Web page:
February 27, 2014
Battery-free technology brings gesture recognition to all devices
Mute the song playing on your smartphone in your pocket by flicking your index finger in the air, or pause your “This American Life” podcast with a small wave of the hand. This kind of gesture control for electronics could soon become an alternative to touchscreens and sensing technologies that consume a lot of power and only work when users can see their smartphones and tablets.
University of Washington computer scientists have built a low-cost gesture recognition system that runs without batteries and lets users control their electronic devices hidden from sight with simple hand movements. The prototype, called “AllSee,” uses existing TV signals as both a power source and the means for detecting a user’s gesture command.
“This is the first gesture recognition system that can be implemented for less than a dollar and doesn’t require a battery,” said Shyam Gollakota, a UW assistant professor of computer science and engineering. “You can leverage TV signals both as a source of power and as a source of gesture recognition.”
The technology is set to appear April 2-4 at the Symposium on Networked Systems Design and Implementation conference in Seattle.
The researchers built a small sensor that can be placed on an electronic device such as a smartphone. The sensor uses an ultra-low-power receiver to extract and classify gesture information from wireless transmissions around us. When a person gestures with the hand, it changes the amplitude of the wireless signals in the air. The AllSee sensors then recognize unique amplitude changes created by specific gestures.
Sensors use three to four times less power than existing gesture recognition systems by harvesting power from wireless transmissions. This allows for mobile devices to always have the gesture technology on and enabled.
Gesture recognition already is possible on some mobile devices, including the Samsung Galaxy S4 smartphone. But users have to first manually enable the feature and be able to see the device for the gesture technology to work, and if left on, the gesture system quickly drains the phone’s battery. In contrast, AllSee consumes only tens of microwatts of power and can always be left on. The user could gesture at the phone in a pocket or handbag to change the volume or mute the phone without having to touch or see the phone.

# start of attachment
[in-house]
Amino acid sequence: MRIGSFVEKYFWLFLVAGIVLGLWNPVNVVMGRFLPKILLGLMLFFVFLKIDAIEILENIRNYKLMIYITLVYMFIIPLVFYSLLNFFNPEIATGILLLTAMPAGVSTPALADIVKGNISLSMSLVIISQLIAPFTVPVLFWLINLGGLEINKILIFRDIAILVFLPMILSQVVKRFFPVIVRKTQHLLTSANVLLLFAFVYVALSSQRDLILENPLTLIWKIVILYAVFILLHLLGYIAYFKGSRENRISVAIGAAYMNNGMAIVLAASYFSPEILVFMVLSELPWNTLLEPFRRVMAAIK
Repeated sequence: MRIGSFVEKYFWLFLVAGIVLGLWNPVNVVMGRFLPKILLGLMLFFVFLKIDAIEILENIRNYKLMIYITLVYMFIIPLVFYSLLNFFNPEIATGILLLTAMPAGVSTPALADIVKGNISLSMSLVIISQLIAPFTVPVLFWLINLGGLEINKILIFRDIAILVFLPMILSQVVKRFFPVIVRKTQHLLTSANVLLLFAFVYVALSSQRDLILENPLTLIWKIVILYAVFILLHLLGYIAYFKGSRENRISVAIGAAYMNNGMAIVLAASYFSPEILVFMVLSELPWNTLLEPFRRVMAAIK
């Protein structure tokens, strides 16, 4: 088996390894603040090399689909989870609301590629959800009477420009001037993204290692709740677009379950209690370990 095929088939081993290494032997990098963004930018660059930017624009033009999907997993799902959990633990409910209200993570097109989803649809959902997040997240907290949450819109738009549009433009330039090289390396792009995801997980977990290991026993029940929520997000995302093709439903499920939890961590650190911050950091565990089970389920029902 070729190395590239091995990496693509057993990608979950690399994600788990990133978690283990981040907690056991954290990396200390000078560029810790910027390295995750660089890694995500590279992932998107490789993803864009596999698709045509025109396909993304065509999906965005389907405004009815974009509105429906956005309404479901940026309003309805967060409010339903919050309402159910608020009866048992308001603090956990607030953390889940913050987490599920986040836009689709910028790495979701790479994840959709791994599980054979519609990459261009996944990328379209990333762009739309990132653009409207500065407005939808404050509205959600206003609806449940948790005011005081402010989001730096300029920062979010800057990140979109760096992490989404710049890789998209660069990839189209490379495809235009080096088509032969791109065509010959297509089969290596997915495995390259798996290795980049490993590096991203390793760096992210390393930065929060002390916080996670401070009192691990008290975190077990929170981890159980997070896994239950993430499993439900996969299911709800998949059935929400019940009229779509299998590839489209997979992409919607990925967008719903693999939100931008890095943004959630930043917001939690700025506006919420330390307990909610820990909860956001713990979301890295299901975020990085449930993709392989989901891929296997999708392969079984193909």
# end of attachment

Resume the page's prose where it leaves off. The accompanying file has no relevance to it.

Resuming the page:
This technology could allow sensors to be attached to household electronics, making it possible to interact with everyday objects using gestures and also connect them to the Internet and to each other in an “Internet of Things” world.
“Beyond mobile devices, AllSee can enable interaction with Internet of Things devices. These sensing devices are increasingly smaller electronics that can’t operate with usual keypads, so gesture-based systems are ideal,” said Bryce Kellogg, a UW doctoral student in electrical engineering.
The UW team tested AllSee’s capabilities on smartphones and battery-free sensors using eight different hand gestures such as pushing or pulling to zoom in and out. The prototype could correctly identify the gestures more than 90 percent of the time while performed more than 2 feet away from the device.
Researchers have tested the technology for response time and whether it can distinguish between other motions and those directed at it. They found that the technology’s response time is less than 80 microseconds, which is 1,000 times faster than blinking an eye.
“This enables a seamless and interactive experience for the user,” said Vamsi Talla, a UW doctoral student in electrical engineering. The researchers also designed a wake-up gesture that allows the system not to confuse unintentional motions for actual gestures.
This technology builds on previous work by Gollakota on leveraging Wi-Fi signals around us for gesture recognition around the home. Prior wireless gesture recognition techniques, however, consume tens of watts of power and aren’t suitable for mobile or Internet of Things devices.
The research is funded by a Google Faculty Research Award and the Washington Research Foundation.
For more information, contact Gollakota, Kellogg and Talla at firstname.lastname@example.org.